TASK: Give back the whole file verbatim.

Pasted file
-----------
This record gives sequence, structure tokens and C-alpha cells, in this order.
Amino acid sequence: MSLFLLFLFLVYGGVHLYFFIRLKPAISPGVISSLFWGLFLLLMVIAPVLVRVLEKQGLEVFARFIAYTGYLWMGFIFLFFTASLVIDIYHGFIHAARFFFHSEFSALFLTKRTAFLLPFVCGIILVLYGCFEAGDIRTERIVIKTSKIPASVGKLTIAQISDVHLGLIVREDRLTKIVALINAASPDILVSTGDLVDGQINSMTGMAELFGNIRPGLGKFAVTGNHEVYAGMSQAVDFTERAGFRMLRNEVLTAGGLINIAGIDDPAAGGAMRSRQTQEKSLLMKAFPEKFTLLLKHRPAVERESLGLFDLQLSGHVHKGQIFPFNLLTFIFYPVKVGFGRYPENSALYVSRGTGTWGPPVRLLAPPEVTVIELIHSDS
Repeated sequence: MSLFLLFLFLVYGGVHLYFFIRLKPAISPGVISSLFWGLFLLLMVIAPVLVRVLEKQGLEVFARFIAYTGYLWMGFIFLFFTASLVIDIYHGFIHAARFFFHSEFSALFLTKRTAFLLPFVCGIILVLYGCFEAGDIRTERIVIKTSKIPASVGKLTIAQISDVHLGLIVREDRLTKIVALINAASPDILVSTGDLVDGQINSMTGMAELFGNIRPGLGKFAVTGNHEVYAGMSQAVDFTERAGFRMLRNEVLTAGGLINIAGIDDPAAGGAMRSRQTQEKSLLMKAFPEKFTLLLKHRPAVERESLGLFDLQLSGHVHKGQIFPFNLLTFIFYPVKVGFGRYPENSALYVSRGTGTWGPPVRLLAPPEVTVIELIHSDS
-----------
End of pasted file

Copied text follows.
This record gives sequence, structure tokens and C-alpha cells, in this order.
Amino acid sequence: MSLFLLFLFLVYGGVHLYFFIRLKPAISPGVISSLFWGLFLLLMVIAPVLVRVLEKQGLEVFARFIAYTGYLWMGFIFLFFTASLVIDIYHGFIHAARFFFHSEFSALFLTKRTAFLLPFVCGIILVLYGCFEAGDIRTERIVIKTSKIPASVGKLTIAQISDVHLGLIVREDRLTKIVALINAASPDILVSTGDLVDGQINSMTGMAELFGNIRPGLGKFAVTGNHEVYAGMSQAVDFTERAGFRMLRNEVLTAGGLINIAGIDDPAAGGAMRSRQTQEKSLLMKAFPEKFTLLLKHRPAVERESLGLFDLQLSGHVHKGQIFPFNLLTFIFYPVKVGFGRYPENSALYVSRGTGTWGPPVRLLAPPEVTVIELIHSDS
Repeated sequence: MSLFLLFLFLVYGGVHLYFFIRLKPAISPGVISSLFWGLFLLLMVIAPVLVRVLEKQGLEVFARFIAYTGYLWMGFIFLFFTASLVIDIYHGFIHAARFFFHSEFSALFLTKRTAFLLPFVCGIILVLYGCFEAGDIRTERIVIKTSKIPASVGKLTIAQISDVHLGLIVREDRLTKIVALINAASPDILVSTGDLVDGQINSMTGMAELFGNIRPGLGKFAVTGNHEVYAGMSQAVDFTERAGFRMLRNEVLTAGGLINIAGIDDPAAGGAMRSRQTQEKSLLMKAFPEKFTLLLKHRPAVERESLGLFDLQLSGHVHKGQIFPFNLLTFIFYPVKVGFGRYPENSALYVSRGTGTWGPPVRLLAPPEVTVIELIHSDS